Book by Jonathan Finkelstein
Review by Joyce E. Howland
Empire State College, Alfred Unit                  
Alfred State College Campus (NY)

Jonathan Finkelstein suggests that advisors and instructors can humanize their contact with students who are distance learners and help them better connect to the campus through the use of synchronous learning environments.  The book offers ways to reach students where they are and methods that can help develop the human interaction needed to expand student learning and improve retention.  

Finkelstein meant this short book as a guidebook to real-time learning.  It succeeds, providing both an introduction to the subject for the beginner and resources for individuals with experience in real-time interactions. The first two chapters explain how real-time learning can enhance the college experience.   Chapter 1 discusses the specific areas in which synchronous interaction can contribute to learning.  Finkelstein is careful to point out that it is important to be selective about the use of these tools, choosing them to obtain specific goals like learning to think on one’s feet or improving pronunciation where textbooks and on-line asynchronous interaction tend to be less effective.  Generally he does not advocate using these tools for lecture but rather for learning that requires an active exchange between students and facilitator or among learners.  While some of the objectives he discusses can be met by more traditional Web courses, he  persuasively points out the advantages of real-time learning.  Chapter 2 considers how synchronous teaching can enhance learning. Here he looks closely at how real-time learning can improve our practice in undergraduate education using Chickering and Gamson’s (1987) seven principles for good practice (as cited by Finkelstein, p. 147) as a framework.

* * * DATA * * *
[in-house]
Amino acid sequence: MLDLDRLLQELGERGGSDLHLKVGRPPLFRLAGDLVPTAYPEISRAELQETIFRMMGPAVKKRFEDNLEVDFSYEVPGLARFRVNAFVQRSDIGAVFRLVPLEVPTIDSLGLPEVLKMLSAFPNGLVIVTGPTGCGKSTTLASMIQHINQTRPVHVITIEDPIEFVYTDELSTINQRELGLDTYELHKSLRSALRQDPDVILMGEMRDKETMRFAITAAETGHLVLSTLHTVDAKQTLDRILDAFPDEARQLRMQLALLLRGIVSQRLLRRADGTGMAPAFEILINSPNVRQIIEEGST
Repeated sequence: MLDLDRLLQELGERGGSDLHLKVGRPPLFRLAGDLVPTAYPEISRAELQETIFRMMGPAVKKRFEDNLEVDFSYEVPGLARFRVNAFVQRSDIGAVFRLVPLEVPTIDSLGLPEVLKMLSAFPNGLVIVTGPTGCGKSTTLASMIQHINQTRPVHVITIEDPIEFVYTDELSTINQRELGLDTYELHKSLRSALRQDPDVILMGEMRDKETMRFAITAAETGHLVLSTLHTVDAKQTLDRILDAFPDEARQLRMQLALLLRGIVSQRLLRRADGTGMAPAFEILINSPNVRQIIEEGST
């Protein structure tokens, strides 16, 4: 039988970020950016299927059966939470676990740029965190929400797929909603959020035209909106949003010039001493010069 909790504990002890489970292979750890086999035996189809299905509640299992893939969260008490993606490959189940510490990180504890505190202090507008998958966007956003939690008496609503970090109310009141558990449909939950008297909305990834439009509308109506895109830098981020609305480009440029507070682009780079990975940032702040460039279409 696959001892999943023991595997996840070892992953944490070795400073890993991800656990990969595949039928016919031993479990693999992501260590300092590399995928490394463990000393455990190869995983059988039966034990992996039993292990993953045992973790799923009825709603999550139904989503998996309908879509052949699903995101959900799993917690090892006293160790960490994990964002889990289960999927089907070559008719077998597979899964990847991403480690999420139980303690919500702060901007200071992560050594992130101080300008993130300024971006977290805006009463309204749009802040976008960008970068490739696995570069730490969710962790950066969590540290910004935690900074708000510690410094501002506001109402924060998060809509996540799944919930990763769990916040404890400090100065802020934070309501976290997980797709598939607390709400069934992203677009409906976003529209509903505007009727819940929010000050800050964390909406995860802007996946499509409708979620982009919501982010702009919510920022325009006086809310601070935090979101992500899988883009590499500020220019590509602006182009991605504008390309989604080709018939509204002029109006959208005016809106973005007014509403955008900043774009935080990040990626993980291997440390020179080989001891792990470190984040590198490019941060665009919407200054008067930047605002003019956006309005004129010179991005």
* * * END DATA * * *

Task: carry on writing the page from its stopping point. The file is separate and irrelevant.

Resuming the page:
The third chapter offers the basics for the various synchronous learning technological options; here Finkelstein discusses the uses, advantages, and challenges of the major systems available including live text -- such as instant messaging -- live audio, live video, and virtual whiteboards.  Finkelstein presents the characteristics of various types of synchronous interaction in terms of the number of people best served, the type of information best exchanged, and the possibilities and problems of each.  This complements the information on technology in the third chapter.  The next section provides useful lists that detail what is needed for various types of synchronous sessions; this will be useful for both the beginner and the expert.  These reminders are helpful not only for real-time distance learning but for any presentation.  Those experienced in synchronous learning will find these lists, plus the references at the end, the most valuable part of the book.   The last chapter presents a variety of class exercises that have been successfully used in real-time learning.  This is followed by a section on resources including both Web sites and print sources.  Here Finkelstein provides a short guide to items that should be considered when selecting the equipment and software necessary for implementing synchronous learning.

While the text of this work directly speaks to those teaching on-line courses, the author uses the preface to point out that these real-time learning tools may be useful in advising.  There is no doubt that advisors can effectively use the technology Finkelstein discusses as well as the learning activities suggested. This book is certainly worth having on your shelf as a reference to real-time or synchronous learning.  


Chickering, A., and Gamson,Z. (March, 1987). “Seven Principles for Good Practice in Undergraduate Educaiton.” AAHE Bulletin.  Washington: American Association for Higher Education.

Learning in Real Time: Synchronous Teaching and Learning Online.  (2006) Book by Jonathan Finkelstein. Review by Joyce E. Howland. San Francisco, CA: Jossey-Bass. 176 pp., $27.00. ISBN # 978-0-7879-7921-8
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